The Sages tell us (Mechilta D’Rabbi Yishmael, Shmos 15, et al) that there are ten songs in the chronicles of the Jewish Nation. The first song was recited by Adam HaRishon, on the first Shabbos in all of history, while he was yet in Gan Eden: “Mizmor Shir L’Yom HaShabbos.” This is a prayer that we recite in synagogue on every Shabbos, both on Friday night and on Shabbos day. The second song is more known and famous: the “Shiras HaYam,” the Song of the Sea, which records the Jewish Nation’s experience at the mighty miracle of the Splitting of the Reed Sea, when they sange, “Az Yashir Moshe U’vnei Yisrael Es HaShirah HaZos.” Then you have the “Shiras HaB’eir,” the Song of the Well, and “Shiras Haazinu.” 

But it wasn’t only Moshe Rabbeinu who recited Shira—his successor Yehoshua, at the famous miracle of “Shemesh B’Givon Dom,” also sang a song of thanks unto G-d, according to the Sages. 

Then there is the song of Devorah, and the song of Chana who sang unto G-d after her son Shmuel was born after many years of prayers and requests. Then you have the songs of Dovid and Shlomo his son, “Shir HaShirim,” the Song of Songs. 

The Special Tune

Now, one of the most common questions asked at the holiday season is: What is so special about Kol Nidrei? Why does everyone run to synagogue to hear Kol Nidrei? What is it about this prayer that has magnetically pulled Jews into shul, in every generation and every country? After all, if you read and understand what the text of Kol Nidrei is saying, you discover that it’s really not a prayer at all but a legal text—a request to annul vows! 

Now, there are many answers to this question—but we can say that the best answer as to what makes Kol Nidrei unique is the ancient melody to which it’s sung, a melody that penetrates to the very bones. It is this melody that gives this prayer its special place in Jewish lore; it’s hard to hear these notes and not feel the holiness of the day. 

There is a widespread legend that the melody of Kol Nidrei was composed by the Anusim of Spain. According to this legend, the royal treasurer of Queen Isabella, a secret Jew by the name of De Silva, was brought up to the stake after being caught praying the Yom Kippur prayers with his family. A famous singer and cantor named De Castila witnessed De Silva’s burning at the stake, and preserved the occurrence with a song that he connected to Kol Nidrei.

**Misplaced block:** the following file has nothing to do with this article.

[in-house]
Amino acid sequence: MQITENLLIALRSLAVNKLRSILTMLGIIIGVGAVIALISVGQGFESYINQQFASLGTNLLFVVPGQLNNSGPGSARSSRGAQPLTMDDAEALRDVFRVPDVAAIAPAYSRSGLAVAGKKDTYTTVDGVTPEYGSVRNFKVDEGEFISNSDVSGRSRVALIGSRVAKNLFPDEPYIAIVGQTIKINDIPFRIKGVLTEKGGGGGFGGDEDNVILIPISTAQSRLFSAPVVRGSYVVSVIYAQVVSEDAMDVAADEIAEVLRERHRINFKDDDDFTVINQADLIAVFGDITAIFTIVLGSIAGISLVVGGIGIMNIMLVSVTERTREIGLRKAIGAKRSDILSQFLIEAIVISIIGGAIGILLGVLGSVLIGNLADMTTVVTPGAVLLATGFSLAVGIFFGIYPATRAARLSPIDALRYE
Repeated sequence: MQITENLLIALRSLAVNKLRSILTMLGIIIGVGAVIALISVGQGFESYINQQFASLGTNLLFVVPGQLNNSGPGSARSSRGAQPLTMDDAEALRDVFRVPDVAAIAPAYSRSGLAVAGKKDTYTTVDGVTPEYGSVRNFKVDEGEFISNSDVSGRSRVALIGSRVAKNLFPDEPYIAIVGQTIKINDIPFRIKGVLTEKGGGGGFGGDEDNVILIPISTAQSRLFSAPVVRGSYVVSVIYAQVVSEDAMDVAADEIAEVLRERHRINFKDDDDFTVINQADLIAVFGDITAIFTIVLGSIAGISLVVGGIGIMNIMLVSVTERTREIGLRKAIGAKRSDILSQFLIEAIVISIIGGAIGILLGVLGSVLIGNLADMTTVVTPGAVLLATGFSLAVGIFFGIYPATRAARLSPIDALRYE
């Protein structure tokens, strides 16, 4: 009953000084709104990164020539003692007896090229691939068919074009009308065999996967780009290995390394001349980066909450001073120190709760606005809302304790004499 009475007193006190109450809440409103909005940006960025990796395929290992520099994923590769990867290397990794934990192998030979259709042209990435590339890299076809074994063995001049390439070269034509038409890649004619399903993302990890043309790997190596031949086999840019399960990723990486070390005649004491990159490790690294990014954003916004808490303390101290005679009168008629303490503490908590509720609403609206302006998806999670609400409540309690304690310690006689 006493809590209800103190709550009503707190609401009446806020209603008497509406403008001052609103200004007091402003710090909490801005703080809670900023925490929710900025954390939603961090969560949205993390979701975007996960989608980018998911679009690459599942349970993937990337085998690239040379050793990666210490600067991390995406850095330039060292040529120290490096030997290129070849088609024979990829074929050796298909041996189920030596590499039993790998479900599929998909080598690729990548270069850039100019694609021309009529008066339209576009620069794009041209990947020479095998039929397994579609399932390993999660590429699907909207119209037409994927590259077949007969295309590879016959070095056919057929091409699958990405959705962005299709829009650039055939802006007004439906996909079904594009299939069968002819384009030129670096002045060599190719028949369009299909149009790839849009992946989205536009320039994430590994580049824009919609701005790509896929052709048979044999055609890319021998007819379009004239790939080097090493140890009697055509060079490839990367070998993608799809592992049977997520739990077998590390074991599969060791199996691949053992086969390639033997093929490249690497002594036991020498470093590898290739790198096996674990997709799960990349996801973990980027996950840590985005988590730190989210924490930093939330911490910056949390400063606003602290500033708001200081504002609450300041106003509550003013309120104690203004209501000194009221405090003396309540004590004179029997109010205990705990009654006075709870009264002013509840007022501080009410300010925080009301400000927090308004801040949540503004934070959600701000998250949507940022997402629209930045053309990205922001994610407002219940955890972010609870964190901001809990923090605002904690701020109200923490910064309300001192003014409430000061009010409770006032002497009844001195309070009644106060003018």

Regardless, what is clear is that the love and affection that Jews have lavished upon this melody is out of the box. A good few years ago, in some “progressive” Jewish congregation, they tried to change the melody—but lo and behold! The same progressive congregation protested stridently, leaving the cantor with no choice but to revert to the traditional tune. 

Franz Rosenzweig, a German Jewish philosopher, relates in his writings that during a certain period in his life, he was ready to relinquish his faith—but before doing so, he attended Yom Kippur services in shul. The heartrending notes of Kol Nidrei made him change his mind and give up the heresy of “conversion.” 

Pen of the Soul

You see, as it turns out, there is a tune for everything in Judaism. When we read the Torah, there are notes for that. When we pray in the synagogue, there is the “nusach” (musical format) for that—and the Shabbos nusach is different than that of the weekday, and that of the holidays is different than that of Shabbos. What’s more, the Haftarah notes are different than those of the Torah. And there is even a special tune for studying the Oral Torah. We can identify what a person is busy with by the tune he’s using—the melody tells us everything. 

People who go to shul may not always recognize the prayers. But they do recognize the melodies. We gather together to sing in shul together, and our melodies touch us in a place where words cannot reach. As the Alter Rebbe said, “The tongue is the pen of the heart, but the song is the pen of the soul.” 

The Sages listed nine songs that were sung by the greats of Jewish history: Adam, Yaakov, Moshe, Yehoshua, Devorah, Chana, Dovid and Shlomo. But the “Last Song” has yet to be sung— and this tenth song will be sung by Moshiach, with the complete and true redemption, speedily in our days, amen! 

Good Yom Tov!